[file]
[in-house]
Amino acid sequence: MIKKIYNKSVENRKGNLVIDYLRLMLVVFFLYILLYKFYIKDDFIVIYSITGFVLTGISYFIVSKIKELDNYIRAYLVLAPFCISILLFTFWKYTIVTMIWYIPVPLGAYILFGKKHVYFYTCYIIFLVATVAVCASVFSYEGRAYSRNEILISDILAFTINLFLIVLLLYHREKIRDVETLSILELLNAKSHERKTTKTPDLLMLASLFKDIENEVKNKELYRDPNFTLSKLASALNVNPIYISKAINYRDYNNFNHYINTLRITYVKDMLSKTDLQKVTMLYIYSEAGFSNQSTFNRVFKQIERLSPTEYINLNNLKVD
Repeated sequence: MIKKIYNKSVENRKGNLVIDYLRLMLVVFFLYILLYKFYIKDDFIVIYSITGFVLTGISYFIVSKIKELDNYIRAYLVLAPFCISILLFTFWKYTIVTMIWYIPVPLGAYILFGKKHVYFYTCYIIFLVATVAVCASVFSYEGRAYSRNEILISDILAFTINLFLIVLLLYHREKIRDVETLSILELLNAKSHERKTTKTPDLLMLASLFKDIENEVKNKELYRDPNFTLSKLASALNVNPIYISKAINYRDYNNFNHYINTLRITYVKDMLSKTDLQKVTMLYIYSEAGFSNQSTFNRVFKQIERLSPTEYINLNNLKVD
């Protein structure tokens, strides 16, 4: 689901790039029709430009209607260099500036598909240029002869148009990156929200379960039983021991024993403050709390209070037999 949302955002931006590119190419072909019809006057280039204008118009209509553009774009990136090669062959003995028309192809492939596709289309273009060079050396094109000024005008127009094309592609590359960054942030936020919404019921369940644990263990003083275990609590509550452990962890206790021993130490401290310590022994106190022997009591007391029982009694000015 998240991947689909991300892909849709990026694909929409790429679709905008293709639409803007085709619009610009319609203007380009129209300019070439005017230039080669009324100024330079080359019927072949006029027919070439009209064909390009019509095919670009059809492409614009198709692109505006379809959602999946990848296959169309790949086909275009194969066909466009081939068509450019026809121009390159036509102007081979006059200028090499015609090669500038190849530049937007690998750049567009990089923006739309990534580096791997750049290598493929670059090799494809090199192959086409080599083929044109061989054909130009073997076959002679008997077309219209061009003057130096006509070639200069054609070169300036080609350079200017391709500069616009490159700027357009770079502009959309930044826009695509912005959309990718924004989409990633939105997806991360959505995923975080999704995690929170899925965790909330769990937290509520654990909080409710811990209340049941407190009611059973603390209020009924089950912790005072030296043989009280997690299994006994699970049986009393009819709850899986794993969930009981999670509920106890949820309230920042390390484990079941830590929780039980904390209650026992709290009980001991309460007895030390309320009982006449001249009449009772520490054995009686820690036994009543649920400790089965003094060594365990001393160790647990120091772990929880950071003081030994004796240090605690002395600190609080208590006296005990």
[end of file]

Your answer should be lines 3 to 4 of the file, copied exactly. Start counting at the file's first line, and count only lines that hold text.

Repeated sequence: MIKKIYNKSVENRKGNLVIDYLRLMLVVFFLYILLYKFYIKDDFIVIYSITGFVLTGISYFIVSKIKELDNYIRAYLVLAPFCISILLFTFWKYTIVTMIWYIPVPLGAYILFGKKHVYFYTCYIIFLVATVAVCASVFSYEGRAYSRNEILISDILAFTINLFLIVLLLYHREKIRDVETLSILELLNAKSHERKTTKTPDLLMLASLFKDIENEVKNKELYRDPNFTLSKLASALNVNPIYISKAINYRDYNNFNHYINTLRITYVKDMLSKTDLQKVTMLYIYSEAGFSNQSTFNRVFKQIERLSPTEYINLNNLKVD
């Protein structure tokens, strides 16, 4: 689901790039029709430009209607260099500036598909240029002869148009990156929200379960039983021991024993403050709390209070037999 949302955002931006590119190419072909019809006057280039204008118009209509553009774009990136090669062959003995028309192809492939596709289309273009060079050396094109000024005008127009094309592609590359960054942030936020919404019921369940644990263990003083275990609590509550452990962890206790021993130490401290310590022994106190022997009591007391029982009694000015 998240991947689909991300892909849709990026694909929409790429679709905008293709639409803007085709619009610009319609203007380009129209300019070439005017230039080669009324100024330079080359019927072949006029027919070439009209064909390009019509095919670009059809492409614009198709692109505006379809959602999946990848296959169309790949086909275009194969066909466009081939068509450019026809121009390159036509102007081979006059200028090499015609090669500038190849530049937007690998750049567009990089923006739309990534580096791997750049290598493929670059090799494809090199192959086409080599083929044109061989054909130009073997076959002679008997077309219209061009003057130096006509070639200069054609070169300036080609350079200017391709500069616009490159700027357009770079502009959309930044826009695509912005959309990718924004989409990633939105997806991360959505995923975080999704995690929170899925965790909330769990937290509520654990909080409710811990209340049941407190009611059973603390209020009924089950912790005072030296043989009280997690299994006994699970049986009393009819709850899986794993969930009981999670509920106890949820309230920042390390484990079941830590929780039980904390209650026992709290009980001991309460007895030390309320009982006449001249009449009772520490054995009686820690036994009543649920400790089965003094060594365990001393160790647990120091772990929880950071003081030994004796240090605690002395600190609080208590006296005990």